Activity 1 - Comparing Impartiality

In pairs students will compare and contrast two articles about the same issue from different news sources (newspaper v. Internet article, conservative v. liberal papers, newspapers from competing sports teams, etc.). Again, be sure to give students enough variety to select articles, if you've chosen to not pre-select them yourself.

Give each student a copy of worksheet #1 – Comparing Impartiality and follow the directions.



Wrap Up:

If time permits, allow students to share their comparisons either in a whole group or small group setting. The small group setting engages more students and allows more students to talk and share. (Modification: if the teacher pre-selects the articles or topics for the articles than it is natural to put the pairs into groups who read articles of a similar topic to create more room for dialogue.)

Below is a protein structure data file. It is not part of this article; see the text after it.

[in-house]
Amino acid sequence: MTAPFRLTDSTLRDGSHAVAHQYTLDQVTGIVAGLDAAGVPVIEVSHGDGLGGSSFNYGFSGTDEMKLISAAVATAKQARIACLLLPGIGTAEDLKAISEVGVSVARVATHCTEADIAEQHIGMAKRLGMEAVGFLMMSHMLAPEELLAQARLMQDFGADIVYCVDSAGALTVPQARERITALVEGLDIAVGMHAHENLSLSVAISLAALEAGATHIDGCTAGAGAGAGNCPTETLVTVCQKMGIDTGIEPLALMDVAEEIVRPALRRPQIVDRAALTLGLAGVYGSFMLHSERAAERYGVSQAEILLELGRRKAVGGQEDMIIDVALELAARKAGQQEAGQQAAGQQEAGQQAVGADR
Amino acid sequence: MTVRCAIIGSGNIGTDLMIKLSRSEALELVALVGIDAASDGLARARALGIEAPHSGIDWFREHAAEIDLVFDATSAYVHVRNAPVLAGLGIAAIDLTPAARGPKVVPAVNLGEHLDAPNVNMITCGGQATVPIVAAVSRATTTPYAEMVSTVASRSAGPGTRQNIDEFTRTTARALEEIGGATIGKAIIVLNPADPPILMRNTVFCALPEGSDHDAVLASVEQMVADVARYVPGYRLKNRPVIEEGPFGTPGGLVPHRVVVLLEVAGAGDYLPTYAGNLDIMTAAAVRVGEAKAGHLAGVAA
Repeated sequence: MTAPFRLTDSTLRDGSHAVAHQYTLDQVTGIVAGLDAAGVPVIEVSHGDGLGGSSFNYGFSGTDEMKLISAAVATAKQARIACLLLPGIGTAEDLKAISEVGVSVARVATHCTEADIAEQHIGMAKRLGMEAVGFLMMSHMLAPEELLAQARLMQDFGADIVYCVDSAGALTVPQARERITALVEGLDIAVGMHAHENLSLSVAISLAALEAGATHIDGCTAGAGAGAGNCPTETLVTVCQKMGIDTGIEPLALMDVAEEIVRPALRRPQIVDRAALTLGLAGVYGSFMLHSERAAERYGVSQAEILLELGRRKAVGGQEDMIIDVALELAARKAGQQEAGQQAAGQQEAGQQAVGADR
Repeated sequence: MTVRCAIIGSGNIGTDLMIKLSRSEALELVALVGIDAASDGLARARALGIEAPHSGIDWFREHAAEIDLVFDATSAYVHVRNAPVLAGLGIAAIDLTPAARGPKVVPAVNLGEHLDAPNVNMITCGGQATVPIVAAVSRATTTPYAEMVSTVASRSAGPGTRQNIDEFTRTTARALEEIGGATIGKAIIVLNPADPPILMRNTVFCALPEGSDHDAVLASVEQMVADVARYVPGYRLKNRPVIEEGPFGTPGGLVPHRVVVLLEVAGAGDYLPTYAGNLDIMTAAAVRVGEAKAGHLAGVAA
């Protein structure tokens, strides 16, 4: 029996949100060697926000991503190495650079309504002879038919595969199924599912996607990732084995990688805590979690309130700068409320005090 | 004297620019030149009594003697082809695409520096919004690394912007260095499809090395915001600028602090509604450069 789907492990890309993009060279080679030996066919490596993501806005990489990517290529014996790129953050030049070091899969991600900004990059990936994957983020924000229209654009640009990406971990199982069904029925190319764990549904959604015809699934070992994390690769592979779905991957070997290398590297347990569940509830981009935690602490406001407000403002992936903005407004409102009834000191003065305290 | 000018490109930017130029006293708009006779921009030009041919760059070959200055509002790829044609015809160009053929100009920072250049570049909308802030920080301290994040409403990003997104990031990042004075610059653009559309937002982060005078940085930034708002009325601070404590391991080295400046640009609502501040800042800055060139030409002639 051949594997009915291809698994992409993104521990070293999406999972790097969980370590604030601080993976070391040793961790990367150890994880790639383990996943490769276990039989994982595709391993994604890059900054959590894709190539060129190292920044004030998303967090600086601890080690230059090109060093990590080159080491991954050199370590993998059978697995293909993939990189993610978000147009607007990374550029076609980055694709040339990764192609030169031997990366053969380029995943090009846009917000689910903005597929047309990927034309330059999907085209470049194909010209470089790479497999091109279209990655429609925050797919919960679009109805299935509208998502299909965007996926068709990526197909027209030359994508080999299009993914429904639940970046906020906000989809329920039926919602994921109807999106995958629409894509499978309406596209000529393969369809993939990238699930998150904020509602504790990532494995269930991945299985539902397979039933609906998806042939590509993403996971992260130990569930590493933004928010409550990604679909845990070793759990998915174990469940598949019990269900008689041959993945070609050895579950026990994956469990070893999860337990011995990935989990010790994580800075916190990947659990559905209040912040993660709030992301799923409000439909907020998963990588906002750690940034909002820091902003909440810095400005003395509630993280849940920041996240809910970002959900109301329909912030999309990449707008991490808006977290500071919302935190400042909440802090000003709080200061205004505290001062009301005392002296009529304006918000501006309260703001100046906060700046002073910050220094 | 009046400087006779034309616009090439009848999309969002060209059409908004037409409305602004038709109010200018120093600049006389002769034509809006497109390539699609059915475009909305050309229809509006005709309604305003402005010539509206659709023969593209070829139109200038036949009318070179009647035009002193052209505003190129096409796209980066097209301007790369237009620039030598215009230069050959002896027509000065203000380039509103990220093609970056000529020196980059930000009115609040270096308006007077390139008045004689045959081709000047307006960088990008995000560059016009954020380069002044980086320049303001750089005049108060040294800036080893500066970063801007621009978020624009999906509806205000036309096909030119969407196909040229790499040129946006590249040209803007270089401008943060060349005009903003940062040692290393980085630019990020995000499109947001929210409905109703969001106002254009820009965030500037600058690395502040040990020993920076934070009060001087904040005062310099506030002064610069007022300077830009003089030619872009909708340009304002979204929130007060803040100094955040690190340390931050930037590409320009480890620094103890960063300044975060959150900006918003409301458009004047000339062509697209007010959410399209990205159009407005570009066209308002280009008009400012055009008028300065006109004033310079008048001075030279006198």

Collect Worksheet #1 – Comparing Impartiality and assess it using Rubric – Assessing Worksheet #1. Prepare to return Handout #1 – Answering the 5 W’s and Worksheet #1 –Comparing Impartiality at the next days' activities.

Explain to students that they will write their own newspaper stories during the next activity.


Day 3: Writing to Inform
Daily Challenge Question: How do you put all the elements together to write a good news story?
90 minutes
Set-up Directions:
  • Score and return Handout #1 and Worksheet #1 back to the students
  • Copies of Handout #2 – Tips to Writing A Good News Story
  • Newspapers for students to cut headlines

Based on the graded handouts that you collected, prepare a list of ideas that students are struggling with, so you can review concepts.


 



Teacher Presentation & Motivation: